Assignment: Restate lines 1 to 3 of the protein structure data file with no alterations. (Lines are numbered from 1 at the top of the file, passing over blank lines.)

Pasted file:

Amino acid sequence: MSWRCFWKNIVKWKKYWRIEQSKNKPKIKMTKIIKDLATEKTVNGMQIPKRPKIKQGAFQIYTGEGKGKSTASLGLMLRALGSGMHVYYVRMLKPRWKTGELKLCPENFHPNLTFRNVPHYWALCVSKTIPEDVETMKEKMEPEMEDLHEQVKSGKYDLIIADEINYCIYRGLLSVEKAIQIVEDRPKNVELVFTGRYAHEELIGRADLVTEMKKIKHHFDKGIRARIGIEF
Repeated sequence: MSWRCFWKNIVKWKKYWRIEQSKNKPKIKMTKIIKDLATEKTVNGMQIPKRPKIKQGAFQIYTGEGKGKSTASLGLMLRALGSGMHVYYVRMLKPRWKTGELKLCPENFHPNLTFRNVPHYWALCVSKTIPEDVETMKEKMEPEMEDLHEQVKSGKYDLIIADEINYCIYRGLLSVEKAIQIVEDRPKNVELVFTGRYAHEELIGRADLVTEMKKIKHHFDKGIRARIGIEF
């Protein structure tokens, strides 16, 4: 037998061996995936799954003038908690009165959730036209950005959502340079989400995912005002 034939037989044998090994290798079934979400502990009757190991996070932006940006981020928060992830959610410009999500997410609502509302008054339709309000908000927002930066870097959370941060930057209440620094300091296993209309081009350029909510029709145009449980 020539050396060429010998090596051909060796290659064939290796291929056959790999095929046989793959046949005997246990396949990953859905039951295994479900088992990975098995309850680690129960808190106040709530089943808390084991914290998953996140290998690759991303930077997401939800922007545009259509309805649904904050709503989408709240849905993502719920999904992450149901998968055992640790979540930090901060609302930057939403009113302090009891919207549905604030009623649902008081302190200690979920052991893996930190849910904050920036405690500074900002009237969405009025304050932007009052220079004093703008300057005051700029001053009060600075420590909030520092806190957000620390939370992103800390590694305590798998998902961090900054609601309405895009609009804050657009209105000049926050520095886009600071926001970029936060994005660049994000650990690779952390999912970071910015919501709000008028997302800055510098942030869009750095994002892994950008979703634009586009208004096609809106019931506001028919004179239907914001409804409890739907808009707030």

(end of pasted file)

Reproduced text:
Amino acid sequence: MSWRCFWKNIVKWKKYWRIEQSKNKPKIKMTKIIKDLATEKTVNGMQIPKRPKIKQGAFQIYTGEGKGKSTASLGLMLRALGSGMHVYYVRMLKPRWKTGELKLCPENFHPNLTFRNVPHYWALCVSKTIPEDVETMKEKMEPEMEDLHEQVKSGKYDLIIADEINYCIYRGLLSVEKAIQIVEDRPKNVELVFTGRYAHEELIGRADLVTEMKKIKHHFDKGIRARIGIEF
Repeated sequence: MSWRCFWKNIVKWKKYWRIEQSKNKPKIKMTKIIKDLATEKTVNGMQIPKRPKIKQGAFQIYTGEGKGKSTASLGLMLRALGSGMHVYYVRMLKPRWKTGELKLCPENFHPNLTFRNVPHYWALCVSKTIPEDVETMKEKMEPEMEDLHEQVKSGKYDLIIADEINYCIYRGLLSVEKAIQIVEDRPKNVELVFTGRYAHEELIGRADLVTEMKKIKHHFDKGIRARIGIEF
């Protein structure tokens, strides 16, 4: 037998061996995936799954003038908690009165959730036209950005959502340079989400995912005002 034939037989044998090994290798079934979400502990009757190991996070932006940006981020928060992830959610410009999500997410609502509302008054339709309000908000927002930066870097959370941060930057209440620094300091296993209309081009350029909510029709145009449980 020539050396060429010998090596051909060796290659064939290796291929056959790999095929046989793959046949005997246990396949990953859905039951295994479900088992990975098995309850680690129960808190106040709530089943808390084991914290998953996140290998690759991303930077997401939800922007545009259509309805649904904050709503989408709240849905993502719920999904992450149901998968055992640790979540930090901060609302930057939403009113302090009891919207549905604030009623649902008081302190200690979920052991893996930190849910904050920036405690500074900002009237969405009025304050932007009052220079004093703008300057005051700029001053009060600075420590909030520092806190957000620390939370992103800390590694305590798998998902961090900054609601309405895009609009804050657009209105000049926050520095886009600071926001970029936060994005660049994000650990690779952390999912970071910015919501709000008028997302800055510098942030869009750095994002892994950008979703634009586009208004096609809106019931506001028919004179239907914001409804409890739907808009707030």